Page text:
Mr BAYLEY (Clark) - Mr Speaker, I thank the member for bringing forward this motion. It is calling for very simple update from the Government and the status of its commitments. We support it, noting the minister's response to the questions and his commitment to look at in more detail, assuming it passes.
I hear the member acknowledging her education and what it has given her. I echo that at the personal level.
The year's NAPLAN results are a serious concern. NAPLAN is not the be-all and end-all of measuring student performance. We have some serious concerns about it. Nonetheless, it is a measure that is important, it is a measure that is applied consistently across the country and as a result it is a measure that we cannot ignore. The only domain where Tasmania is performing at the national average is reading. For writing, spelling, grammar and punctuation domains, Tasmania is below the national average in years 3, 5, 7 and 9. For numeracy, we are below the national average in years 5, 7 and 9. It is clear that much more needs to be done.
One of the things the Government should be looking at doing immediately is employing speech pathologists. We understand there are only 42 full time equivalent speech pathologists employed by the Department of Education. That is three full time equivalent positions less than in the 2014-15 financial year. That is one speech pathologist for every four-and-a-half government schools and one speech pathologist for every 1450 government students. This is of serious concern and is appalling.
More than 70 per cent of the state's primary schools in which 60 per cent of our students attend have an average ICSEA that is the Index of Community Socio Educational Advantage Score of disadvantaged or very disadvantaged. If the Government is serious about improving literacy outcomes it would double this number of speech pathologists.
More also needs to be done to make funding allocations for schools fair. Current funding allocations for Tasmanian schools are through approved establishment staffing and a school resource package, an SRP. The SRP includes the fairer funding model, the FFM, allocation which is a methodology established under Gonski reforms, facility funding and discreet funding. The Gonski allocation takes into account the occupational-educational needs index score of students as well as the school's accessibility remoteness index of Australia rating. OENI is a simple index that solely measures parental occupation. There are five occupational groupings that are given a weight between zero and one inclusive at 0.25 intervals.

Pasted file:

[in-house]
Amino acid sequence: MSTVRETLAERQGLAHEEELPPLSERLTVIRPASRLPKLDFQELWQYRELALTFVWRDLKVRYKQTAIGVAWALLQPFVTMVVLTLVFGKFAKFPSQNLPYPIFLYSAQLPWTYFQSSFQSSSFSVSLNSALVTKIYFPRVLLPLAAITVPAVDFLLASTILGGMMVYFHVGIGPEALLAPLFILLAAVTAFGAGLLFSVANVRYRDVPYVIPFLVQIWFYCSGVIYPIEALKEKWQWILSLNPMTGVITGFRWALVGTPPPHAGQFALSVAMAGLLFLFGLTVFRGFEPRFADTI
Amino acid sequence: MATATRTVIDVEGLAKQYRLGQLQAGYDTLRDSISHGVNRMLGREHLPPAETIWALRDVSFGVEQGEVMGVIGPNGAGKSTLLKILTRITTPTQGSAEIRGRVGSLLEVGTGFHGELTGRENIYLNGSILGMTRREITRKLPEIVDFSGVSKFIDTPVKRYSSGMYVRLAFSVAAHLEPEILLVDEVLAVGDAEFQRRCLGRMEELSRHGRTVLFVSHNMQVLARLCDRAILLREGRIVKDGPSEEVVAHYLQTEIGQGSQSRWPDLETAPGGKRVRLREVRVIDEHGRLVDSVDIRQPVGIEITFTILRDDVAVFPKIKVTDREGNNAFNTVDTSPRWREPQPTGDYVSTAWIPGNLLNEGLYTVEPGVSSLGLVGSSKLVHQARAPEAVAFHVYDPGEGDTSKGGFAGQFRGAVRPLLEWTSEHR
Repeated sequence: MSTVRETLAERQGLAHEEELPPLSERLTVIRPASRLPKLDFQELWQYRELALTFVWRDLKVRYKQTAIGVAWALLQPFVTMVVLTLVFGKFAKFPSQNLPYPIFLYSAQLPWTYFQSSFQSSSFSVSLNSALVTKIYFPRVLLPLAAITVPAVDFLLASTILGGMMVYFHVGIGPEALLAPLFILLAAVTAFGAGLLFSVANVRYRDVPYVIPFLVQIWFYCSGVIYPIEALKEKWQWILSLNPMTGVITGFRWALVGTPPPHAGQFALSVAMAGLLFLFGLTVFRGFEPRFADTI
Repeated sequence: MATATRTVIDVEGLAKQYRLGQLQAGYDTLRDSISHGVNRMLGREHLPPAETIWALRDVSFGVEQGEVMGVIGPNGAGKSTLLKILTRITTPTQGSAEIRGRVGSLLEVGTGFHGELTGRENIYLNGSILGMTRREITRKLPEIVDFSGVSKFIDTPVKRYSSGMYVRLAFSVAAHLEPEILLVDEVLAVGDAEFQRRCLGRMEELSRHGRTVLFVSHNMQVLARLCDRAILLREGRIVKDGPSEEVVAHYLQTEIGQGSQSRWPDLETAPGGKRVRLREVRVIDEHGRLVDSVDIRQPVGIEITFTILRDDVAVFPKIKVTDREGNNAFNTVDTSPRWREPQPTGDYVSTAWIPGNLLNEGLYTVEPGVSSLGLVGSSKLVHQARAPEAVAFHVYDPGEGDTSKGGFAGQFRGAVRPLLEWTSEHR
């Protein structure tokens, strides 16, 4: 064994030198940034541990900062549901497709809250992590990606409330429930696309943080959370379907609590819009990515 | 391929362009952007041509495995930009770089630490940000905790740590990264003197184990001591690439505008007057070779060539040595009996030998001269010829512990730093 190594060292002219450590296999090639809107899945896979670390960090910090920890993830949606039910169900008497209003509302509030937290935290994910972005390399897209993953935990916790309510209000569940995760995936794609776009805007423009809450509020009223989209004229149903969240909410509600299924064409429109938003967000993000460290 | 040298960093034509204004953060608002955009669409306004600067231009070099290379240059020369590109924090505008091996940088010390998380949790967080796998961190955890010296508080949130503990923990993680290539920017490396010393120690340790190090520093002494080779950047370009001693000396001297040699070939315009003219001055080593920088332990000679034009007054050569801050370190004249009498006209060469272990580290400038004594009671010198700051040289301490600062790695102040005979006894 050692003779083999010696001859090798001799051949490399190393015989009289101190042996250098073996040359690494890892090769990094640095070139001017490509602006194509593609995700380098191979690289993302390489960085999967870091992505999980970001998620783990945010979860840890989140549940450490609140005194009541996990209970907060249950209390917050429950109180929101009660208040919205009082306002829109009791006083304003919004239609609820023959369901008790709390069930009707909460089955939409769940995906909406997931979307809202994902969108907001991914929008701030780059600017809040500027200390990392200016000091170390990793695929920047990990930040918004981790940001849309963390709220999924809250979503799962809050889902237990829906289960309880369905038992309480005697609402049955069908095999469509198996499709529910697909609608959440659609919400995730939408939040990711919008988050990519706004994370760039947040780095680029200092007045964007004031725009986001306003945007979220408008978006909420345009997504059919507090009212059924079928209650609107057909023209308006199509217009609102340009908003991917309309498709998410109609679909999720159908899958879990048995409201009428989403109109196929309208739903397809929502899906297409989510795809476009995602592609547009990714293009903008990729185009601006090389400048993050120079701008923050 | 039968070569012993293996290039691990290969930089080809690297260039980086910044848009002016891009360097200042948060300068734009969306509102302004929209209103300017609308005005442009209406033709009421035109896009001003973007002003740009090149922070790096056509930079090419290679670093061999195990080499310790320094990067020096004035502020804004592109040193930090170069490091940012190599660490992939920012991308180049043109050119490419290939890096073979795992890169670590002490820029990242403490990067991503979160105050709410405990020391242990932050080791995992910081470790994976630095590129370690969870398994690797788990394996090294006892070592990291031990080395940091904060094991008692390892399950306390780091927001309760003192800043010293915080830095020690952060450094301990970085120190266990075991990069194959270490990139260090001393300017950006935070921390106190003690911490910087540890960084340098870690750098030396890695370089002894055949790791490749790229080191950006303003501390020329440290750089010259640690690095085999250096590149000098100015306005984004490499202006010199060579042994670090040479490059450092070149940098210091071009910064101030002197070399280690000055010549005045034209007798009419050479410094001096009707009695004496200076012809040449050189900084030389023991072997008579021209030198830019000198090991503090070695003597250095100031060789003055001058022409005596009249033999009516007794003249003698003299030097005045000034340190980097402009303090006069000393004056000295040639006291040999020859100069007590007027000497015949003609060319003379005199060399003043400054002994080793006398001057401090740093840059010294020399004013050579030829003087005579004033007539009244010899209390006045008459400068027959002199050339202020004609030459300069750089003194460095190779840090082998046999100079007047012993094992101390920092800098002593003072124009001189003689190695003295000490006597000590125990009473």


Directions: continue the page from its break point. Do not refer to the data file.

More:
The OENI index is very crude compared to other measures such as the ICSEA, which accounts for the parent's education, geographic location and proportion of Aboriginal students as well as parental occupations. As of 2014 the OENI score made up 20.2 per cent of the FFM, ARIA plus made up 4.7 per cent and 75.1 per cent was core funding, that is a base allocation with a per capita component attached. This formula is reviewed every four years and is developed between state and commonwealth governments. The agreement allows Tasmania to adjust the FFM component as long as the commonwealth is notified of substantive changes.
While the number of students in a school is accounted for in the formula, this part of the formula is not disadvantage adjusted. As a result, while disadvantaged and very disadvantaged ICSEA-scoring schools received more per student funding at lower enrolment levels, the additional funding per student diminishes at high enrolment levels. It is virtually eliminated when enrolment levels reach 400 or more.
Further to this, the disadvantage-adjusted part of the FFM funding is around 20 per cent which, depending on the school, accounts for around 30 to 70 per cent of funding. This means that disadvantage is only factored in to about 6 per cent to 14 per cent of a school's overall funding allocation. Clearly, there are some glaring issues with how funding is allocated to our schools and there is a dire need to improve disadvantage weighting in resource allocation.
The Greens took a policy to the last election to fund 30 hours of tutoring for each student who falls below the national standard for each domain they fall below. The proposal is for an optional program. It would not be subject to means testing or other requirements. Studies have consistently found tutoring to be a highly effective form of instruction, including specifically for mathematics and literacy. A 2016 international assessment of educational interventions determined that high dosage tutoring has the largest impact of all interventions, more so even than early childhood intervention. We invite the minister to consider such a policy in the lead up to the next budget.
I am pleased to hear the Government support this motion. The minister is not going to support the motion?
Mr Jaensch - No.
Mr BAYLEY - It is unfortunate the Government is not going to support this motion, noting there was some information provided. I hope it considers the solutions we have put on the table today. We will certainly support the motion and hope the minister looks at it carefully, reviews his answers today and adds to it where there needs to be additions.